Languedoc needn’t cost the earthBy Robin Goldsmith
The Languedoc-Roussillon is the world’s biggest wine region and the first in France to be planted with vines by the Romans. Previously, the area was known more for bulk wine production than for quality and today it produces around one third of all French wine.
It is undoubtedly home to some of the best value ones, especially from the IGP Pays d’Oc classification. All styles are produced, although red wine, particularly from Syrah, Carignan, Grenache, Cinsault and Mourvèdre, remains the driving force. Another feature is the prevalence of wine cooperatives that dominate much of the region’s production.
Les Vignobles Foncalieu is France’s first co-operative, founded in 1901. Based in the Languedoc, they currently they have over 1000 winegrowers spread across Languedoc-Roussillon, Gascony and the Rhône Valley. As well as creating their own brands that showcase the diverse terroirs of their vineyards, the company also produces bespoke wines for clients in France and abroad. Environmental considerations and sustainability form an important part of their philosophy, so they have introduced organic techniques in some vineyards, installed solar panels at their headquarters and improved working conditions among other innovations.
The ‘Le Versant’ range is a collection of eight single-varietal, aromatic and elegant Pays d’Oc IGP wines, available from selected UK retailers for an RRP of £7.99-£9.99. They are all made from grapes grown on specially selected vineyards on sunny Languedoc hillsides that encourage good ripeness levels. I recently tried three of them, courtesy of R&R Teamwork– a Viognier, Merlot and Syrah from 2014, a vintage in which parts of the region suffered greatly from flooding and violent hailstorms.
Le Versant Viognier 2014
This 100% Viognier wine, made from grapes from the Aude Département, spent four months in stainless steel vats with bâtonnage. It was awarded a Silver Medal in theConcours Mondial de Bruxelles 2015.
Viogniers can be overly aromatic, but this is far more subtle and refined. Initially, there’s the allure of its beautiful yellow colour with a tinge of green. On the nose, floral and stone fruit aromas certainly dominate, but there’s also a suggestion of Mediterranean herbs, all of which continue on the palate with a fresh, crisp tang of citrus acidity and a surprisingly long finish.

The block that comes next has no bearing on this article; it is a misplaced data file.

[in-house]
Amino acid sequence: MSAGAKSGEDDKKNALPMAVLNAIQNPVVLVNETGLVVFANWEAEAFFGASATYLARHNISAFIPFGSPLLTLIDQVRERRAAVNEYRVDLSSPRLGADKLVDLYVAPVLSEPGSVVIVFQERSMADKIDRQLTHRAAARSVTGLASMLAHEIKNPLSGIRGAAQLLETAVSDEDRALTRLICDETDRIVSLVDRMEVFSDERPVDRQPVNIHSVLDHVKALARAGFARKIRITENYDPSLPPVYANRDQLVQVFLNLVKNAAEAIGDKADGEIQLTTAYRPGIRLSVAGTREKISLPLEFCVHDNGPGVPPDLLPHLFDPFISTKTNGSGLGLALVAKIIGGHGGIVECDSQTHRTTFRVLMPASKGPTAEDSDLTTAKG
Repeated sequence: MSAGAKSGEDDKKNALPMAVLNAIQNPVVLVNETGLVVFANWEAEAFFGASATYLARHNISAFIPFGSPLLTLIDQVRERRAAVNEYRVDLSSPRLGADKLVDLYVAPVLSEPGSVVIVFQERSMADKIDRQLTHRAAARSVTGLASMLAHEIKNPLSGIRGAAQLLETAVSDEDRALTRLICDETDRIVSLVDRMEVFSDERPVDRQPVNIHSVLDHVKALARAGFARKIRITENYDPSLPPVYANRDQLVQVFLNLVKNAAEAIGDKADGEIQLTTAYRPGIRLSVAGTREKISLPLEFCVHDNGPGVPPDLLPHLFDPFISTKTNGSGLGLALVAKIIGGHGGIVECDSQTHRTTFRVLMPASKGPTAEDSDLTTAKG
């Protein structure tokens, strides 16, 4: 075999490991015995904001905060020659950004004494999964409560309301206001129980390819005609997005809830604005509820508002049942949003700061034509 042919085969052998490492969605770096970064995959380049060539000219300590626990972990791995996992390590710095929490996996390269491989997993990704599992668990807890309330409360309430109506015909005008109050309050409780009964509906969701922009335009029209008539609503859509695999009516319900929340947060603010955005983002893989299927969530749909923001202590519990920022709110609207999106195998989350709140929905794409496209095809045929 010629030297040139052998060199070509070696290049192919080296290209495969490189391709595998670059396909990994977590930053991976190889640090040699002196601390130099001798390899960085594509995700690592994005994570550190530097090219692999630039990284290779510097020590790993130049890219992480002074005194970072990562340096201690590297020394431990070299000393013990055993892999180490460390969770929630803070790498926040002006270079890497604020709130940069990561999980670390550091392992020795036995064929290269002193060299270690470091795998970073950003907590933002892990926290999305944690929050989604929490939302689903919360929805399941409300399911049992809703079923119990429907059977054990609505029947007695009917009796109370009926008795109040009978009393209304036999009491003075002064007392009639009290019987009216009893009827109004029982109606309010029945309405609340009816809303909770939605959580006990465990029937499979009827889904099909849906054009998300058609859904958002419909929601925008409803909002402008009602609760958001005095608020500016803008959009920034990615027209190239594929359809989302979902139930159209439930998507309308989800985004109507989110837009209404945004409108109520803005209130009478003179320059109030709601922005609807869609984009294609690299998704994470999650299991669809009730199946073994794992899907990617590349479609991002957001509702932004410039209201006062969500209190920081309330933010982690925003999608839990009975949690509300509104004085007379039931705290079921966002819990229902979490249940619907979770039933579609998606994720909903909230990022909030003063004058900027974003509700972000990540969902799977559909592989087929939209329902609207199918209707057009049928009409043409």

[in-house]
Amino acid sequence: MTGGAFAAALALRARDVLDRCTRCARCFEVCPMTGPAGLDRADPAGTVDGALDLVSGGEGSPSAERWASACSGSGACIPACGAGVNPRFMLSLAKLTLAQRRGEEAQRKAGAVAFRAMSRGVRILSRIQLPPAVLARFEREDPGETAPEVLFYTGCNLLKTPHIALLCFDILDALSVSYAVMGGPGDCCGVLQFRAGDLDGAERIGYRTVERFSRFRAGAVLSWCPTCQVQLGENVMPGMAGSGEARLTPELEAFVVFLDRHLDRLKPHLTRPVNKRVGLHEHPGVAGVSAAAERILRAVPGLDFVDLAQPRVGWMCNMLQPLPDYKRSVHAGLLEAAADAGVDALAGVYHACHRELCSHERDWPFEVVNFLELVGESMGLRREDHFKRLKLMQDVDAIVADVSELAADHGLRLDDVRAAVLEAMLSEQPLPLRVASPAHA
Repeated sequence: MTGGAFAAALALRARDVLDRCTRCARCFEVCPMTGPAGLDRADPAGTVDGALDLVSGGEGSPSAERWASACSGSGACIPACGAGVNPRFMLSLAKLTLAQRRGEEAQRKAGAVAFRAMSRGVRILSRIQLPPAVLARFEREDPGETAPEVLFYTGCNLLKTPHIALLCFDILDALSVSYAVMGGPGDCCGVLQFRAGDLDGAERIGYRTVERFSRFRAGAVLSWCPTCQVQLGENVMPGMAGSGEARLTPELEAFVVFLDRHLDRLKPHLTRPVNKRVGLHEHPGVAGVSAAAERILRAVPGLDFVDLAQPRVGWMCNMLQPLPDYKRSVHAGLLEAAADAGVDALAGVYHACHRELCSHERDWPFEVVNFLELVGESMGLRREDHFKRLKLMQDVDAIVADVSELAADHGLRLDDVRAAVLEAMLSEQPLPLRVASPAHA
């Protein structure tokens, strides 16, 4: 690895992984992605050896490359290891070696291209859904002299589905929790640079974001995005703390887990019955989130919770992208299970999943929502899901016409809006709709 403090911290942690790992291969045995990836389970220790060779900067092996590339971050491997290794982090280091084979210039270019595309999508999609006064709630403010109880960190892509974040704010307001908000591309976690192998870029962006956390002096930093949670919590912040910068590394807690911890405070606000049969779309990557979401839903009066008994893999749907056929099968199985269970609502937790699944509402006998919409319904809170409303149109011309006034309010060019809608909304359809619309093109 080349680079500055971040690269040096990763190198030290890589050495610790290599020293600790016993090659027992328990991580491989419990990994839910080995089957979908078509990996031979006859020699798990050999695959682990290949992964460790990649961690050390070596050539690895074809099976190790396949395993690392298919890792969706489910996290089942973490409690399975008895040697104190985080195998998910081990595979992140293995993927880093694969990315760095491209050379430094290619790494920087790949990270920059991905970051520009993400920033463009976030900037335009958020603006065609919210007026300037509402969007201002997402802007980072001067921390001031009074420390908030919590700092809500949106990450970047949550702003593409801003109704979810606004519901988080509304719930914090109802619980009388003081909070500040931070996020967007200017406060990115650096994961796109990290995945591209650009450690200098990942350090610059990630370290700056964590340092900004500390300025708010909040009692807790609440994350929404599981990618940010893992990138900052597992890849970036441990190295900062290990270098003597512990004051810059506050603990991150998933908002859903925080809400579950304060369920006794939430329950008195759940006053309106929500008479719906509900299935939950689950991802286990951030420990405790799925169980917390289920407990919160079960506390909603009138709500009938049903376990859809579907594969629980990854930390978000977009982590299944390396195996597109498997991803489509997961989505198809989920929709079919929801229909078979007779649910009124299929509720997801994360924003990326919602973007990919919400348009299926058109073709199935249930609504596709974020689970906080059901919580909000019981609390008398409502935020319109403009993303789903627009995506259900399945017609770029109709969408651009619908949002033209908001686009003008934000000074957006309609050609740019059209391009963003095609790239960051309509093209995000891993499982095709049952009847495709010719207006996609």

Food pairing: Ideal with white meat, fish and apéritifs.
Le Versant Merlot 2014
This 100% Merlot wine, made from grapes grown on sunny south-facing hills near Ensérune in Languedoc-Roussillon, spent eight months in stainless steel. It was awarded a Silver Medal in the Mondial du Merlot & Assemblages 2015.
With its deep red colour, this is a lovely example of a fresh, fruity, smooth Merlot. The nose is full of blackberries with hints of blackcurrants, cherries, liquorice and a little tobacco too, while the palate has a similar black fruit character with soft tannins.
Food pairing: With its relatively high alcohol level, this wine needs food and either beef or lamb dishes would be ideal.
Le Versant Syrah 2014
This 100% Syrah wine, made from grapes grown on south-facing hills near Maraussan in Languedoc-Roussillon, also spent eight months in stainless steel. It was awarded a Gold Medal in the Concours Mondial de Bruxelles 2015 and a Bronze Medal in the International Wine Challenge 2015.
Floral, spicy and full of ripe fruit notes, this deeply coloured ruby red wine combines notes of red and black fruit with white pepper, touches of chocolate and violet, a hint of smoke plus smooth tannins.
Food pairing: Roast rack of lamb would be a perfect match.
Just like other areas of the world, there are variations in grape, price and quality, but the Languedoc continues to be a fantastic region for great value wines from innovative, forward-thinking producers and the ‘Le Versant’ range epitomises this approach.